South Charlotte

Volunteers a key part of Wing Haven

For the months leading up to and following the twice annual plant sales at Wing Haven, dozens of area gardeners lend their expertise and talents each Wednesday to the Myers Park gardens and bird sanctuary.

Referring to themselves as the "Wednesday Wingers" the all-volunteer group can be found taking direction from garden curator and full time staffer, Jeffrey Drum.

Since 1927, Wing Haven has been a fixture in Charlotte, developed as the private gardens and residence by the late Elizabeth and Edwin Clarkson. The gardens, just off Ridgewood Avenue, feature almost 3 acres of gardens, woodlands special plantings for birds and countless plants native to our region of the country. Given to the Wing Haven Foundation in 1970, the gardens and bird sanctuary along with the neighboring Elizabeth Lawrence Garden are open to the public.

"Having committed personnel, this kind of staff in the nursery is the key to making our operation successful," said Drum, a 10-year veteran at Wing Haven. "Our volunteers come to us with varying degree of garden knowledge and expertise. Some are novice gardeners wanting to learn more about plants and gardens, particularly what is successful in our southern climate and soil, and others are very learned Master Gardeners who willingly share their knowledge. We have room here for all."

According to Dia Steiger, executive director, Wing Haven has more than 300 registered volunteers with 30-40 helping out on any given Wednesday.

"Our nursery generates 18 percent of our overall operating budget," said Steiger. "This comes from sales to the public through our annual sales in April and October and during our regular operating hours apart from the sales."

Steiger said the volunteers are part of what make the garden special.

"When people come to our gardens and nursery they are going to find a great selection of unusual and hard to find plants that are not available just anywhere," Steiger said. "Additionally, our volunteer staff is extremely knowledgeable about Carolina clay, our climate and what will and won't grow here. These are people who dig in Charlotte dirt every day and know from experience what works well in this area. This is one of the things that make us really special. Visitors will also find a snapshot of history here, something that is uniquely Charlotte. This garden was created over many years by the Clarkson's and together with the house and education center we're able to share that history."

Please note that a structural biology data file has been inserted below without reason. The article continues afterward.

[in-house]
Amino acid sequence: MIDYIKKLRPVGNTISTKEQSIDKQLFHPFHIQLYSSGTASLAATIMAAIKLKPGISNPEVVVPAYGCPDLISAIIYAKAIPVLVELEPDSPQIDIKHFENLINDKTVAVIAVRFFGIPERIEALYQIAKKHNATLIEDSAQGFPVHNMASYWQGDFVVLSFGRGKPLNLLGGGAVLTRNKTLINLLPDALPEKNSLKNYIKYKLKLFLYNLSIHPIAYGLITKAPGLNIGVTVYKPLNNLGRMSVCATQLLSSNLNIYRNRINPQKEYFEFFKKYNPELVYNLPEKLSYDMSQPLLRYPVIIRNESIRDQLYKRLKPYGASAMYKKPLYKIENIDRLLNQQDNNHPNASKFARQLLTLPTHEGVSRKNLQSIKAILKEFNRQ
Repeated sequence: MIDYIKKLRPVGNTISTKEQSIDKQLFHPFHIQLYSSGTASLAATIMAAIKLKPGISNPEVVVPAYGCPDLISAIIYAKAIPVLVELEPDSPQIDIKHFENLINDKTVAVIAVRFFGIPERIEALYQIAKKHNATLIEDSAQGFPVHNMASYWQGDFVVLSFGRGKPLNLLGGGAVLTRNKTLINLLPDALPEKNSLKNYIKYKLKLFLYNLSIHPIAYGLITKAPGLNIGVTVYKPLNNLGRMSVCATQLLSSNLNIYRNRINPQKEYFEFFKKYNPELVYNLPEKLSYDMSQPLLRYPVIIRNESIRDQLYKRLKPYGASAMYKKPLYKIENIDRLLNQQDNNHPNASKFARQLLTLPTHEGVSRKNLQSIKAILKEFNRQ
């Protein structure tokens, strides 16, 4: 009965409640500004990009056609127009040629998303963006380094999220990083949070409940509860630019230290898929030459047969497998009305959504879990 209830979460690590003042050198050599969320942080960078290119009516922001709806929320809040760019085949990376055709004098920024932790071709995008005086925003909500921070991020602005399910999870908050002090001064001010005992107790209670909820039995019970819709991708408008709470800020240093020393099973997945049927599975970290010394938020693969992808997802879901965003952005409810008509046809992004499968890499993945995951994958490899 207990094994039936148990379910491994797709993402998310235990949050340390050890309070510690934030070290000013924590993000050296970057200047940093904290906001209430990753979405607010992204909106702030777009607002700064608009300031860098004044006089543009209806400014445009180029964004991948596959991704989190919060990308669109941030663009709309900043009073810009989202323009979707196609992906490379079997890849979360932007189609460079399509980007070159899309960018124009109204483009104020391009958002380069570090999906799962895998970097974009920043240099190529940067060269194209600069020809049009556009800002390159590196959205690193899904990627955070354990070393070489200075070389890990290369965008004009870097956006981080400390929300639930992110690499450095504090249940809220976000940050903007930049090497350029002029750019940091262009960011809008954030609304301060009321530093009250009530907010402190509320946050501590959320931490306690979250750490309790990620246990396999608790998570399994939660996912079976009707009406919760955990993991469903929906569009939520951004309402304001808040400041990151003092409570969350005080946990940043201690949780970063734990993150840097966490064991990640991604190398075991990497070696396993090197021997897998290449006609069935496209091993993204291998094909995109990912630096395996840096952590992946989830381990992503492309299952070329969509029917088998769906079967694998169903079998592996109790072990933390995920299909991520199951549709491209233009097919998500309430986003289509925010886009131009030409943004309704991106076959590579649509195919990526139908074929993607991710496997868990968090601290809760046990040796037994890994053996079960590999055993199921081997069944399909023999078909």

The volunteers are often treated to cookies and refreshments, a tradition started by Ms. Clarkson that is carried on today by the Wing Haven staff. The group also benefits from special lectures and education sessions during off season times when they are not working in the nursery and seem to share a special bond with each other.

Marilyn Cole has been volunteering at Wing Haven for six years.

"I enjoy my time here tremendously," said Cole. "I never leave here without learning something. I'm here every week unless I'm traveling and really like being with a group of people who share the same interests I do, we have a lot of fun here."

Audrey Riviere said, "I enjoy being outside."

The self-proclaimed "potter-upper" was dividing and repotting plants one of the garden members brought in. "It's fun meeting new people and supporting such a great garden," Riviere said.

Before and after each seasonal sale there is much work that needs to be performed according to Drum. Everything from wholesale purchase and receiving of plants, to transplanting and to tagging plants for sale is all completed by volunteers.

"Our group of volunteers develop quite a bond for each other," said Steiger. "We offer a great venue for newcomers to plug into the community and see relationships develop here that blossom for years to come."

It seems even friendship grows in this Myers Park garden.

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